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What Does it take to Shoot with an Occluded Sight Picture?

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What Does it take to Shoot with an Occluded Sight Picture?

Ever go to line up a target with your red dot or reflex optic only to find a blur of water, smudges or the dust cover? In tactical circles, this is what is called an occluded sight picture and if you don’t know how to handle it, it can mean curtains so check out some surprising details about what it takes to shoot an AR-15 or other rifle accurately with an occluded sight picture.
What Causes an occluded sight picture?

An occluded sight picture is an obstructed sight picture. To occlude means to stop or block a passageway. As it’s related to shooting, consider the pathway, tunnel or tube of a red dot or reflex optic or a rifle scope being blocked in the front (the muzzle end). The shooter can see the red dot, for instance, but the target is blacked out –at least from the dominant eye.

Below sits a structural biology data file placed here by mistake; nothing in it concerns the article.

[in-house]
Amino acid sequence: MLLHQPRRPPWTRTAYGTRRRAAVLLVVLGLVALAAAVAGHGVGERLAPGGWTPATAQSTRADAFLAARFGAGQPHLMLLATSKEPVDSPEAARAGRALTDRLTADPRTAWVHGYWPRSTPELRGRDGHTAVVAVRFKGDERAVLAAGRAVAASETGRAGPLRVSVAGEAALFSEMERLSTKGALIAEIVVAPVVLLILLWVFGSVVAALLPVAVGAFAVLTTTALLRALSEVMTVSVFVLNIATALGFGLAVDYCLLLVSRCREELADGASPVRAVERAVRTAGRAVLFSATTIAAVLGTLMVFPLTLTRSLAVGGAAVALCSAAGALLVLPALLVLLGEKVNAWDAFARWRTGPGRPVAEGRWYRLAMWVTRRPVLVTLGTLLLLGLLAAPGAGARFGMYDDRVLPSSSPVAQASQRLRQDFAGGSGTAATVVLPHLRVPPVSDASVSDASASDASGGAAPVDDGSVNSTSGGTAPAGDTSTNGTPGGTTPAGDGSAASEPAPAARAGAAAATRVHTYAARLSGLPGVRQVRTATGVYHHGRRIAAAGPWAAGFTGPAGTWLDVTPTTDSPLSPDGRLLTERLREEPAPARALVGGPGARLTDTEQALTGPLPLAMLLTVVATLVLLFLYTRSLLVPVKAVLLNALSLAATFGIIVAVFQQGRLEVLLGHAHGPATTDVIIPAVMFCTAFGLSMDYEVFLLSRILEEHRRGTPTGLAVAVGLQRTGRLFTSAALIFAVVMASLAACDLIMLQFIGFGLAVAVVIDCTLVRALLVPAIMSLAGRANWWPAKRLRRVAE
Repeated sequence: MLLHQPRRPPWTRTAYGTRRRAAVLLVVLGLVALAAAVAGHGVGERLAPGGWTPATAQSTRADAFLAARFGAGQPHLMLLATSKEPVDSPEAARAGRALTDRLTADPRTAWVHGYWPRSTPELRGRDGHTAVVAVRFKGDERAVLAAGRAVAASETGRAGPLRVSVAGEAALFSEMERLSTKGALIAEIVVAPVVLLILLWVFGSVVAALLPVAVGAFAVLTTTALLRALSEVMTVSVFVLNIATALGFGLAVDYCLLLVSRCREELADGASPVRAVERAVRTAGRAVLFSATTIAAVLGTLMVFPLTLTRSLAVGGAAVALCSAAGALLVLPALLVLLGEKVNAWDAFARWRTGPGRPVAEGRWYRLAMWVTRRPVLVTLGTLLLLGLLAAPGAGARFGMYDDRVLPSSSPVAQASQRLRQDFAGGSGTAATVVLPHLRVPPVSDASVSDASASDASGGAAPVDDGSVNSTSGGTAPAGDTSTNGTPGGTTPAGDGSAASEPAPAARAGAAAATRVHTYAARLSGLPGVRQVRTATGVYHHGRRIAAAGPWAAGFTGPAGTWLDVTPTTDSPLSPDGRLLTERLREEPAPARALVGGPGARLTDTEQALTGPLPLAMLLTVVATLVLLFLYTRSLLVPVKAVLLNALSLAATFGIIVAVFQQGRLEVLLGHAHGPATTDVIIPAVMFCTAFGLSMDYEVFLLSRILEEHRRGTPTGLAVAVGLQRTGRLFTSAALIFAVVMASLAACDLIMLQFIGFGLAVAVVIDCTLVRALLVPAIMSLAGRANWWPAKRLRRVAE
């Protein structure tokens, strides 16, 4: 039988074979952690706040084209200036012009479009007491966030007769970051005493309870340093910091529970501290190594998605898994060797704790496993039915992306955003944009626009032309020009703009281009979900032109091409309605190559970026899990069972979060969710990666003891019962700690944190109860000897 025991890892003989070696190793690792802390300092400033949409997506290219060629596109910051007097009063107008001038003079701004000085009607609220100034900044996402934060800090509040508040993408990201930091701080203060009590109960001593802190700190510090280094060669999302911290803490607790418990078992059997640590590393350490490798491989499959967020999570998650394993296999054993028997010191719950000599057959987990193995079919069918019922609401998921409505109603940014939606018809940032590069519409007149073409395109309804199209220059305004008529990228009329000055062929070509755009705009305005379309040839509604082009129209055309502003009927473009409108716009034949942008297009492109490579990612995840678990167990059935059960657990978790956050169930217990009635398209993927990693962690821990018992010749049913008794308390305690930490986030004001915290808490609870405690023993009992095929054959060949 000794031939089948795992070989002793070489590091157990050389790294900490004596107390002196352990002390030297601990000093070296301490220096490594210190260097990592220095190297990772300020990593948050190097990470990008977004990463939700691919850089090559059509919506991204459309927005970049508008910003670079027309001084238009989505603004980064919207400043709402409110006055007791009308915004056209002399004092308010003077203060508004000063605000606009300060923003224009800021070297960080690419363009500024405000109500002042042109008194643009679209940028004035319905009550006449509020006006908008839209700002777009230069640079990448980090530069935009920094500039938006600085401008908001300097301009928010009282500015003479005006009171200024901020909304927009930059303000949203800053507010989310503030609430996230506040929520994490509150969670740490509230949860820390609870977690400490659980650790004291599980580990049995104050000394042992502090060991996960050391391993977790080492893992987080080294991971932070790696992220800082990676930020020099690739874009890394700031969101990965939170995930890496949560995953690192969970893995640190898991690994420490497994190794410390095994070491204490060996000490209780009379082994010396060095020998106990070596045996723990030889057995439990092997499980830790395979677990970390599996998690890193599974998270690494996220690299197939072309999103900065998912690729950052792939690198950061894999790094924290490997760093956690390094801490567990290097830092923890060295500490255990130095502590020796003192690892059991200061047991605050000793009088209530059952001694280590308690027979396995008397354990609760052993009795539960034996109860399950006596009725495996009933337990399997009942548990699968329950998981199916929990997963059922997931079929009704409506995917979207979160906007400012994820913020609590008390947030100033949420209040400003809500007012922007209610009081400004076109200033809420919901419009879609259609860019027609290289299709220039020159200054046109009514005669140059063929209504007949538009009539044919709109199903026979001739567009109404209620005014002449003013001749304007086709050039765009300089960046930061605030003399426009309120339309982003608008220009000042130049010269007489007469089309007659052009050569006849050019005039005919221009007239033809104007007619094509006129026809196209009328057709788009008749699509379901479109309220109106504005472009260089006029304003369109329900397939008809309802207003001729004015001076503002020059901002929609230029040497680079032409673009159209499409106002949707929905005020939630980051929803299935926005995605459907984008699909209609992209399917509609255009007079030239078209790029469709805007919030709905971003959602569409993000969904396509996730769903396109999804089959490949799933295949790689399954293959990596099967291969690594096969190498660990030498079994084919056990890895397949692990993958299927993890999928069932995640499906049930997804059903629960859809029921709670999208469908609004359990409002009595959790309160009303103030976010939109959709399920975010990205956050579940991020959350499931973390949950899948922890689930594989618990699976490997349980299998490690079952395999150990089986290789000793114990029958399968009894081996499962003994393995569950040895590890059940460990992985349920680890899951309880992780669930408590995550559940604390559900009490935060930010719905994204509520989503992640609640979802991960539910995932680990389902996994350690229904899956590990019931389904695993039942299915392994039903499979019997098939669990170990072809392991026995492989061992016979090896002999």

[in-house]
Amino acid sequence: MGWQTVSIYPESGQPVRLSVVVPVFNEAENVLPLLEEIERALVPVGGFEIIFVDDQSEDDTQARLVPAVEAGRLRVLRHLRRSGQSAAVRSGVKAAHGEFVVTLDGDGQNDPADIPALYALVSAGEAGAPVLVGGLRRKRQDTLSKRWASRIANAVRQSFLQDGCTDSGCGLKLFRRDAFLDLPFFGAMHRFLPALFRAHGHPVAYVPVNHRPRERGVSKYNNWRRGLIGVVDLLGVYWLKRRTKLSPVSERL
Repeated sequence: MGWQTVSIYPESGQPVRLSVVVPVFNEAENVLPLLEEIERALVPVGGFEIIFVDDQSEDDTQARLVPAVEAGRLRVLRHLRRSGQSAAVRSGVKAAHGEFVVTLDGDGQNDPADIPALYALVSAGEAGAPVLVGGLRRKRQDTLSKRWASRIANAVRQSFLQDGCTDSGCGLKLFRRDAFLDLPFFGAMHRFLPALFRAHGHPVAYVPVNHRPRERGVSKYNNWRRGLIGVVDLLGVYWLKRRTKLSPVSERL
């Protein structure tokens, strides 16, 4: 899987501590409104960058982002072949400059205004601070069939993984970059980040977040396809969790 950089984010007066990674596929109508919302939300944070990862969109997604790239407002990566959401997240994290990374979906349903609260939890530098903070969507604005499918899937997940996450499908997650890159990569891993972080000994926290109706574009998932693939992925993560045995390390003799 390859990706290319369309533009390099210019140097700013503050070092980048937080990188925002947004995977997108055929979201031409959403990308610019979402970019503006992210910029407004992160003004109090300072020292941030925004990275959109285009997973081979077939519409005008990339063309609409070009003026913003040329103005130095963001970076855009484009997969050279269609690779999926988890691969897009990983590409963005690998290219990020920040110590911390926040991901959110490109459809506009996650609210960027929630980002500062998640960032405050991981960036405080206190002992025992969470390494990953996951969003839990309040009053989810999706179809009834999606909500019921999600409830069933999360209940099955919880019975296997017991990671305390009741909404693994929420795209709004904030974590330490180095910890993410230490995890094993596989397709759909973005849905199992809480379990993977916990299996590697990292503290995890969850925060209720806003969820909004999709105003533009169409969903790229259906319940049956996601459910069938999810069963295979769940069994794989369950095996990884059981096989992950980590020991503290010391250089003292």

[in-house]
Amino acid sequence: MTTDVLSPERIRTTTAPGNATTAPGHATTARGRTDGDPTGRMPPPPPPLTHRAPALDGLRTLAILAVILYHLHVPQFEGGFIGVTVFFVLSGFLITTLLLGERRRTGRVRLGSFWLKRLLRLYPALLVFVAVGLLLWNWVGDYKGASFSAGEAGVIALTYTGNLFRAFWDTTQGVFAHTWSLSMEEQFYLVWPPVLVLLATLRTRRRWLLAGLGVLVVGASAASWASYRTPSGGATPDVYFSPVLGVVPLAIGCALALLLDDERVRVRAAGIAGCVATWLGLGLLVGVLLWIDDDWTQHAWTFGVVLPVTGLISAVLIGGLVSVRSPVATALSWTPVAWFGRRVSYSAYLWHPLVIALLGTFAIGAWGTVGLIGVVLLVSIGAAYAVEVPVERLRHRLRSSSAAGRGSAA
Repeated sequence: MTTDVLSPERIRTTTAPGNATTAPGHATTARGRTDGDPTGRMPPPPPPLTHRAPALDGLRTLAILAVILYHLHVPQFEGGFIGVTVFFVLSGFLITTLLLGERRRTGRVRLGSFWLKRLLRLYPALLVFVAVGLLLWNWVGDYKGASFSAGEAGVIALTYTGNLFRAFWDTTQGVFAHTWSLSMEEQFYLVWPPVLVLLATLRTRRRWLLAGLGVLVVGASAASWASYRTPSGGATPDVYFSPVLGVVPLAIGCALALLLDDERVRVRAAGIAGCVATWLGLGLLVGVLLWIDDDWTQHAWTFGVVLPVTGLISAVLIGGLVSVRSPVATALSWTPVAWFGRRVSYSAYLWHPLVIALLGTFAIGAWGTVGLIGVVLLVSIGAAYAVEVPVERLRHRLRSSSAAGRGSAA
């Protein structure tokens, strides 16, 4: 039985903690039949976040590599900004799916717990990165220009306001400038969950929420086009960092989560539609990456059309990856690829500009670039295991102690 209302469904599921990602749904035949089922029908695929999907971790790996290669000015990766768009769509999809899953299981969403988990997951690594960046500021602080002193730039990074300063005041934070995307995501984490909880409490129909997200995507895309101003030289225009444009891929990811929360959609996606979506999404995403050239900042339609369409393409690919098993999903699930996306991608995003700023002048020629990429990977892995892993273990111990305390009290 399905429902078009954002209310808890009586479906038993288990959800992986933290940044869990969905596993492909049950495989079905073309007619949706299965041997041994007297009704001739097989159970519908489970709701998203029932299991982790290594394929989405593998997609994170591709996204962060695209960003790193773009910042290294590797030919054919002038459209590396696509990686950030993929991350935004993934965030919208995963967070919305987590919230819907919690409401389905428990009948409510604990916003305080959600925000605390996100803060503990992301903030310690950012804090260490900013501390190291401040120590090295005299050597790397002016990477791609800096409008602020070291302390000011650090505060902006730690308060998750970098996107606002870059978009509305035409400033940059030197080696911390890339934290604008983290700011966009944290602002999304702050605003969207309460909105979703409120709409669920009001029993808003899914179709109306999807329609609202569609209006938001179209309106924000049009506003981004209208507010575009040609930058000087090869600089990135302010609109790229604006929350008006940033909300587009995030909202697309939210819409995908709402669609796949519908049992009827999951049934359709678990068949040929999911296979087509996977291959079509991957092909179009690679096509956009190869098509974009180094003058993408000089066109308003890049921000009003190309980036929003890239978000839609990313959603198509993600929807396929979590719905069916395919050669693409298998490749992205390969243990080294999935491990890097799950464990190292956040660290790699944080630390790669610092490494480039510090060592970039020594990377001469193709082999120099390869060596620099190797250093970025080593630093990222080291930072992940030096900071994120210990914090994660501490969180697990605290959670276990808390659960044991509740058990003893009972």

The most common reason an occluded sight picture? A flip up dust cover in the way. If a shooter hasn’t prepped his/her optic before hand, the time it takes to remove an obstructing dust cover could mean the difference between winning and losing a gunfight, which is the nice way of saying living or dying. But it’s also something that can happen regardless of your best laid plans so whether it’s a broken dust cover spring that doesn’t allow the cover to flip open or mud, sweat, rain drops, blood splatter or a partially shattered optic, in the heat of battle, you should know how to shoot without immediately fixing this problem.

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